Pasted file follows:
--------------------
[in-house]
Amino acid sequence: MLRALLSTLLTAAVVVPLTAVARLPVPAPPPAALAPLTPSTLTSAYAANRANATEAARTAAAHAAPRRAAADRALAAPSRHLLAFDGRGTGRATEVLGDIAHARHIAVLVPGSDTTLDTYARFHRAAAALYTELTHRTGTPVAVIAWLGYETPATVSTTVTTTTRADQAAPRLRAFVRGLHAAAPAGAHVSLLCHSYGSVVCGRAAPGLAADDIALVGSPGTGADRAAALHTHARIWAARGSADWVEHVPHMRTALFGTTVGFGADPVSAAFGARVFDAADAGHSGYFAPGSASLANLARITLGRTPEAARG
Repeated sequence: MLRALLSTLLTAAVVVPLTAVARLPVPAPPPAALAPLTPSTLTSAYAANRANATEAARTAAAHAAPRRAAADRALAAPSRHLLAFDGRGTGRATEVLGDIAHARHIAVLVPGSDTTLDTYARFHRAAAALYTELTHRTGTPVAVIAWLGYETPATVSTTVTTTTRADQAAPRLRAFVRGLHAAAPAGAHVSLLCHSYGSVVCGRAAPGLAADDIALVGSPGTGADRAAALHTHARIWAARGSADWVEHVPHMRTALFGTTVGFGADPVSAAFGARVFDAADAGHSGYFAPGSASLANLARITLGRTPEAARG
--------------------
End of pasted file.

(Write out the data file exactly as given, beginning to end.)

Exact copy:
[in-house]
Amino acid sequence: MLRALLSTLLTAAVVVPLTAVARLPVPAPPPAALAPLTPSTLTSAYAANRANATEAARTAAAHAAPRRAAADRALAAPSRHLLAFDGRGTGRATEVLGDIAHARHIAVLVPGSDTTLDTYARFHRAAAALYTELTHRTGTPVAVIAWLGYETPATVSTTVTTTTRADQAAPRLRAFVRGLHAAAPAGAHVSLLCHSYGSVVCGRAAPGLAADDIALVGSPGTGADRAAALHTHARIWAARGSADWVEHVPHMRTALFGTTVGFGADPVSAAFGARVFDAADAGHSGYFAPGSASLANLARITLGRTPEAARG
Repeated sequence: MLRALLSTLLTAAVVVPLTAVARLPVPAPPPAALAPLTPSTLTSAYAANRANATEAARTAAAHAAPRRAAADRALAAPSRHLLAFDGRGTGRATEVLGDIAHARHIAVLVPGSDTTLDTYARFHRAAAALYTELTHRTGTPVAVIAWLGYETPATVSTTVTTTTRADQAAPRLRAFVRGLHAAAPAGAHVSLLCHSYGSVVCGRAAPGLAADDIALVGSPGTGADRAAALHTHARIWAARGSADWVEHVPHMRTALFGTTVGFGADPVSAAFGARVFDAADAGHSGYFAPGSASLANLARITLGRTPEAARG